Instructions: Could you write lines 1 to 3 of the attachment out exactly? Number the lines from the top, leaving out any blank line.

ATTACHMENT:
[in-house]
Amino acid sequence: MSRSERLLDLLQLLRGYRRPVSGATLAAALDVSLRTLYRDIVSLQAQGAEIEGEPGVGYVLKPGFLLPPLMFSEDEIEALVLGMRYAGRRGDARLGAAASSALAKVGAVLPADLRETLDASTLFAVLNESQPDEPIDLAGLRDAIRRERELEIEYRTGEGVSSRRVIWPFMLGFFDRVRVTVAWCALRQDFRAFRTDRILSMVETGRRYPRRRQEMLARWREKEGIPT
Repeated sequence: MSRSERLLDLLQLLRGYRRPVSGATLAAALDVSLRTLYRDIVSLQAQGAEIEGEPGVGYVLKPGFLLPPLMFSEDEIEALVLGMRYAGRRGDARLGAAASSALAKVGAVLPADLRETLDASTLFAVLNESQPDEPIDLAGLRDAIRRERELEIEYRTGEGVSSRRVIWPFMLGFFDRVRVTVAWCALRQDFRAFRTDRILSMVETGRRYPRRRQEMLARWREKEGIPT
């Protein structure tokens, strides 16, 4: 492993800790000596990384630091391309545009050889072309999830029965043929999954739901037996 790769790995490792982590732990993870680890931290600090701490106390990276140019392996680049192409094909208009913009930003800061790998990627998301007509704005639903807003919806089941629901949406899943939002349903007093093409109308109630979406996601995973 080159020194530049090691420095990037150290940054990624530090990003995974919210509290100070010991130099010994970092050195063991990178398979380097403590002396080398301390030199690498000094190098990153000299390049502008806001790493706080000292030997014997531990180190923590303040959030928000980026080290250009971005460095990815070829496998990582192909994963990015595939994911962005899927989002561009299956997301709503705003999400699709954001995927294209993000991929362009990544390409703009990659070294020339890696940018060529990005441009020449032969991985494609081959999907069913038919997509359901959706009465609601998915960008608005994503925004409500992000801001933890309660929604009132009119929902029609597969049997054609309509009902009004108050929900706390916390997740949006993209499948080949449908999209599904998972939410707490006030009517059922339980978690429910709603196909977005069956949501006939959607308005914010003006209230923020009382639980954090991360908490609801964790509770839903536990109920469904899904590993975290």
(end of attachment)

[in-house]
Amino acid sequence: MSRSERLLDLLQLLRGYRRPVSGATLAAALDVSLRTLYRDIVSLQAQGAEIEGEPGVGYVLKPGFLLPPLMFSEDEIEALVLGMRYAGRRGDARLGAAASSALAKVGAVLPADLRETLDASTLFAVLNESQPDEPIDLAGLRDAIRRERELEIEYRTGEGVSSRRVIWPFMLGFFDRVRVTVAWCALRQDFRAFRTDRILSMVETGRRYPRRRQEMLARWREKEGIPT
Repeated sequence: MSRSERLLDLLQLLRGYRRPVSGATLAAALDVSLRTLYRDIVSLQAQGAEIEGEPGVGYVLKPGFLLPPLMFSEDEIEALVLGMRYAGRRGDARLGAAASSALAKVGAVLPADLRETLDASTLFAVLNESQPDEPIDLAGLRDAIRRERELEIEYRTGEGVSSRRVIWPFMLGFFDRVRVTVAWCALRQDFRAFRTDRILSMVETGRRYPRRRQEMLARWREKEGIPT